Our local coyote population has been reaching the saturation point for years now. It isn’t unusual for them to stand across the road from my house and challenge me when I take my dogs out at night. It has finally reached the point that they are now so brazen they often wander around fields during daylight hours. This would be ideal if it wasn’t for the fact we also have more than our fair share of road-“hunters” who have trained the coyotes that they should stay back from the roads by at least 300 yards. Since the fields around my house are flat and bare (400 yards to my south and nearly 1,000 yards to my north with virtually no cover of any nature), the only reasonable chance at them is with an exceptionally accurate and flat shooting long-range rifle. My .22-250 is accurate enough, but its 1 in 14” twist rate won’t stabilize bullets heavy enough to manage wind drift (averaging 10-20 mph around here more times than not) at extended range very well. Anything I have heavier (.280 Remington, .30-06 and such) runs the risk of ricochet and other hazards. The only solution…another rifle (as if I really needed and excuse).
Looking at the list of “long-range” calibers, several 6mm offerings looked promising. Since the most accurate cartridge I ever worked with in the past was the .243 Winchester in a now-discontinued Ruger V/T (that once produced a 300 yard 5 shot group that measured just under .5”) that I should have never traded off, I had a direction to go. After reviewing offerings from Remington, Ruger and Savage, the Savage Model 12 VLP won and my local FFL dealer made the order.
Enough is available on the internet that an in depth description would be a waste of space. Basically, the Model 12 VLP is the time-proven Model 10/110 action mated to a 26” heavy, fluted stainless steel barrel nestled in a laminated wood stock. The barrel is free-floated, 1-9.25” twist and the action is completed by Savage’s famous Accu-Trigger. Over all, mine weighs just over 11 pounds with scope and bipod. Not a “packin’ rifle”, but about ideal for a bench or sitting rifle for distance.
Once I got it home it didn’t take long to give the bore a thorough cleaning, mount a Weaver Kaspa 6-18 44mm scope that I had on hand and adjust the trigger (which arrived at 3.5 pounds) to 1.5 pounds that breaks like glass with no creep. Clamping on a bipod, I was ready to go. I had loaded a quantity of Nosler brass with a moderate load and some 87-grain Hornadys I had in a “junk” drawer for barrel break in and another batch with test loads of AA 2700 and 75-grain Vmax bullets in .5 grain increments from 3 grains below and working up to maximum. I was ready for when the weather cooperated.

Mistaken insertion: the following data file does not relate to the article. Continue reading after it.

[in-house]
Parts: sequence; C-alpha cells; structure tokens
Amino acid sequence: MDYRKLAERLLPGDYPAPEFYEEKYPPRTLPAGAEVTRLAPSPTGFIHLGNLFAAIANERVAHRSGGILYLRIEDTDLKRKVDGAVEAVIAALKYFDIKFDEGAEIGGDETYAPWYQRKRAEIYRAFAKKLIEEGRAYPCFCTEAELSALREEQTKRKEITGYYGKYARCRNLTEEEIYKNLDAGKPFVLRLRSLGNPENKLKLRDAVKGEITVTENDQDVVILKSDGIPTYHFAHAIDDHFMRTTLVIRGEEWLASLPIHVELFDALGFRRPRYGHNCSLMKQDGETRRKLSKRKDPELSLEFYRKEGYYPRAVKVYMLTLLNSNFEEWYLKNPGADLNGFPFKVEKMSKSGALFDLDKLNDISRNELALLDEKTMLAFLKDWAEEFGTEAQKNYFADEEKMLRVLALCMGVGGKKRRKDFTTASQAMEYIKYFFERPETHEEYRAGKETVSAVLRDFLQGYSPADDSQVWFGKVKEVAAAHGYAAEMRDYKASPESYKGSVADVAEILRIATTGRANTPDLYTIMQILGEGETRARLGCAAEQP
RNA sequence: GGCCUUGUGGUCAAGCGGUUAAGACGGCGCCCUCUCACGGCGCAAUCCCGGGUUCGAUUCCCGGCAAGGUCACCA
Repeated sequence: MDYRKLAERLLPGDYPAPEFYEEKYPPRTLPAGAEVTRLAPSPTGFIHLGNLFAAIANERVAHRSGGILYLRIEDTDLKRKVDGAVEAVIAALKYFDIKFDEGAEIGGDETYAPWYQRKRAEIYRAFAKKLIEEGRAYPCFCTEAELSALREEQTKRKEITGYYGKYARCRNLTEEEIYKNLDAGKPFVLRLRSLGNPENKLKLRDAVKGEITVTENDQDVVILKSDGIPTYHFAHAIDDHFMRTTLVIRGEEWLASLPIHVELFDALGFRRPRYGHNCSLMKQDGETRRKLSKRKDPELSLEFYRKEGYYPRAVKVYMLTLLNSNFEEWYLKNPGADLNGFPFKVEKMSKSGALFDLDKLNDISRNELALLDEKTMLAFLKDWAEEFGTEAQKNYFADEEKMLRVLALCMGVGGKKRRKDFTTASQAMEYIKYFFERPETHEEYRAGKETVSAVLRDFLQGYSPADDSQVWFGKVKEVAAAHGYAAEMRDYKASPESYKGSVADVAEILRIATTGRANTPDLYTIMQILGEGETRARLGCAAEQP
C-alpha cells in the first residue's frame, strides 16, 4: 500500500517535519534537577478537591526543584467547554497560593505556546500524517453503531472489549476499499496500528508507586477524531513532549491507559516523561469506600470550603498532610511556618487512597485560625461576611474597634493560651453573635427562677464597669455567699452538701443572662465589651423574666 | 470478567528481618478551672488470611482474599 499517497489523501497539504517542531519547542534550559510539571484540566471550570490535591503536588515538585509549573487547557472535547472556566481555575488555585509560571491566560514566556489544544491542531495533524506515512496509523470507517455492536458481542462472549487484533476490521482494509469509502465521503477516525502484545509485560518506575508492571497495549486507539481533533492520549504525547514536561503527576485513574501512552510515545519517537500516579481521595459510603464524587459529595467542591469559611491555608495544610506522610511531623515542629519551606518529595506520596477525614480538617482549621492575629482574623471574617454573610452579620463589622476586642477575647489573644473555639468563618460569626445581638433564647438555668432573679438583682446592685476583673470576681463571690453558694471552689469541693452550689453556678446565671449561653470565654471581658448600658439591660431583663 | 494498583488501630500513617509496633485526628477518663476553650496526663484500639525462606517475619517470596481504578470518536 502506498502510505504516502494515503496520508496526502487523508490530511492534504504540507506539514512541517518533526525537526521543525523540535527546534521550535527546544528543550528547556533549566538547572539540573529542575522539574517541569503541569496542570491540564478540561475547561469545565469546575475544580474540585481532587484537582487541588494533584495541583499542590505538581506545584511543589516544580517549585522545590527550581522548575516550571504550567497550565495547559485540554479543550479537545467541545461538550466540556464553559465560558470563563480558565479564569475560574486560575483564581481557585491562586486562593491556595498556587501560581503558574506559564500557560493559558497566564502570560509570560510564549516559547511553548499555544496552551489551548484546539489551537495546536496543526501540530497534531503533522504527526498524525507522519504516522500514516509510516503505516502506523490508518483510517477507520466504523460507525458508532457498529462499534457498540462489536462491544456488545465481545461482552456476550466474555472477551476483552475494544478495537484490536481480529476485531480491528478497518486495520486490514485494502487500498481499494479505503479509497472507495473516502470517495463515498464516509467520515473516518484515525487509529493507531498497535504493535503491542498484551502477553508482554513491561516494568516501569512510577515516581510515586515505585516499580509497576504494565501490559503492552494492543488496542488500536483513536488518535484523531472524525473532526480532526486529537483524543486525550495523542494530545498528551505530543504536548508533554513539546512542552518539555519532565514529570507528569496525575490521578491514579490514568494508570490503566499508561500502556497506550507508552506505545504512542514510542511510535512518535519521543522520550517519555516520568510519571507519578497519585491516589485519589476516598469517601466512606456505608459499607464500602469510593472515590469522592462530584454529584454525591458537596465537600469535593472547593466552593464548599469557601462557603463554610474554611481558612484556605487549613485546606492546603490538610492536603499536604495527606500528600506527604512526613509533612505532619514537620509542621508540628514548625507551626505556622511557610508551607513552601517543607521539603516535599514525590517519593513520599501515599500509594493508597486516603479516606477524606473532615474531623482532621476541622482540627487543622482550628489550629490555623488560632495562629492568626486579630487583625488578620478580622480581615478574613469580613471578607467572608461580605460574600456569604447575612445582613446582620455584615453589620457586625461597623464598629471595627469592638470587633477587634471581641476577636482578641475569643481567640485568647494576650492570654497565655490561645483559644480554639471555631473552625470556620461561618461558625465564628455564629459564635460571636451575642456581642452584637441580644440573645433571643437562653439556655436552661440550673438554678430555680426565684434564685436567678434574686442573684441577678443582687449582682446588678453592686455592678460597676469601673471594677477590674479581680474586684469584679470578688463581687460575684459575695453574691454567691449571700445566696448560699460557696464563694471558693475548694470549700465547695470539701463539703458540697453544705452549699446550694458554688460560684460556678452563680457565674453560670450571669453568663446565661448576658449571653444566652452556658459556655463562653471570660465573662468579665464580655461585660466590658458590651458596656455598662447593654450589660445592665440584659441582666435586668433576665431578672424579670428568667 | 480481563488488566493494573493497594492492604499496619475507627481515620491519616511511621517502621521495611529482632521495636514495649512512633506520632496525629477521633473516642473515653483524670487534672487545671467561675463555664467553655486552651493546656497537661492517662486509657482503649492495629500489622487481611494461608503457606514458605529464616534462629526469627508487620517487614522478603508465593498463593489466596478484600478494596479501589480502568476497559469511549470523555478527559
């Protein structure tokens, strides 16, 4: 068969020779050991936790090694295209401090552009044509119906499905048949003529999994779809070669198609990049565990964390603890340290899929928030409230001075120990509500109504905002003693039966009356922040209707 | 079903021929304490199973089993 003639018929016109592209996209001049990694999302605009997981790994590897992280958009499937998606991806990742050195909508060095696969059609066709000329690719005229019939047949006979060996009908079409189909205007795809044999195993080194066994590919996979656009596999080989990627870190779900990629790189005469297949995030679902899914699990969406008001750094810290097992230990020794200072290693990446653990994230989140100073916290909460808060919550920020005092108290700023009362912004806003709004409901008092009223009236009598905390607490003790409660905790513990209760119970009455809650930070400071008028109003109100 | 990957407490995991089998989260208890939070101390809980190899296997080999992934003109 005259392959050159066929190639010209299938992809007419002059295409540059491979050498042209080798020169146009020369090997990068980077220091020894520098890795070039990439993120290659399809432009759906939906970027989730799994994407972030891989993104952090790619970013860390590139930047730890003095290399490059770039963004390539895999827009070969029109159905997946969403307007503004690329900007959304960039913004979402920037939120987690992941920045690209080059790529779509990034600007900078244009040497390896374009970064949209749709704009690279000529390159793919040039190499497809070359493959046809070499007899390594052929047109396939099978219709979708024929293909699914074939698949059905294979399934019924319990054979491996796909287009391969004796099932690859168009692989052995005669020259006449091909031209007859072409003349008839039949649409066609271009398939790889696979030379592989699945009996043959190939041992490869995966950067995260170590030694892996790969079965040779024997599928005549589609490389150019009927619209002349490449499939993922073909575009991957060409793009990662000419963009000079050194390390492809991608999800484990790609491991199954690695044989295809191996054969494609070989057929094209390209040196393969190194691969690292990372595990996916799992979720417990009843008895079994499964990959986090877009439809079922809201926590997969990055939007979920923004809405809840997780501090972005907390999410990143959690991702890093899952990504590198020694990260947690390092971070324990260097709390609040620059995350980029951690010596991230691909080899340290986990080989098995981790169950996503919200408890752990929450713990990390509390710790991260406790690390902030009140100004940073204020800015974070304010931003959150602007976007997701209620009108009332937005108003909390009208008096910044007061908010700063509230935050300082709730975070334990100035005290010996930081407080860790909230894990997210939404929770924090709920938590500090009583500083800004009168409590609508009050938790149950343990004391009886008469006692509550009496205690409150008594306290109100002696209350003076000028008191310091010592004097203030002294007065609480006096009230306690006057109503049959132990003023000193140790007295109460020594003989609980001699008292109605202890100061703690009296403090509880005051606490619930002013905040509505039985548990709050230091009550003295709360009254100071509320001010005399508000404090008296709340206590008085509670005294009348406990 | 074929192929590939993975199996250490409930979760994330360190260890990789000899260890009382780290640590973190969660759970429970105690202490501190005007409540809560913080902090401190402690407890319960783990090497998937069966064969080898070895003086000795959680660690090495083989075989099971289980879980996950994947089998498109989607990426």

Today I finally gave up on waiting for perfect conditions and figured I could at least go through my shoot-clean-shoot-clean sequence for breaking in the barrel. Amazingly, the first shot was exactly on line vertically and only 2” right on the horizontal. Better yet, the cleaning processes produced only very small amounts of copper over the first 5 shots and then faded away to nothing during the rest of the sequence. When the process was over, I sat back, looked at the wind (15-20 mph variable with gusts to 25 according to the local weather station) and thought “What the heck.”
Switching to the Vmax loads and trying to pick as much of a lull in the wind as possible for each shot, I worked my way up the loads. All shot well, given conditions, but tended to tighten as the loads got hotter. The last three loads were statistically identical, but the hottest gave flattened primers and reluctant bolt movement. Fine with me, since the load one full grain less showed normal primers and easy bolt movement – along with this type of accuracy even in today’s conditions...that 3 shot cluster is .285" on centers. Velocity for this load, adjusted for my 26” barrel, should be close to 3,400 fps.
All loads tried placed three out of five shots into less than .5 inches with “flyers” opening the other two shots to around an inch. Obviously the wind (and probably the shooter) was to blame. Playing with seating depths, chronographing and etc. will take place under a whole lot better conditions, but I think groundhogs are in trouble this year and, switching to 87-grain Vmax bullets for additional wind-drift resistance, coyotes are in for a run as well. I see no reason that I can’t find the right combo for sub- ½ MOA groups for 5 shots (not just 3). We’ll see!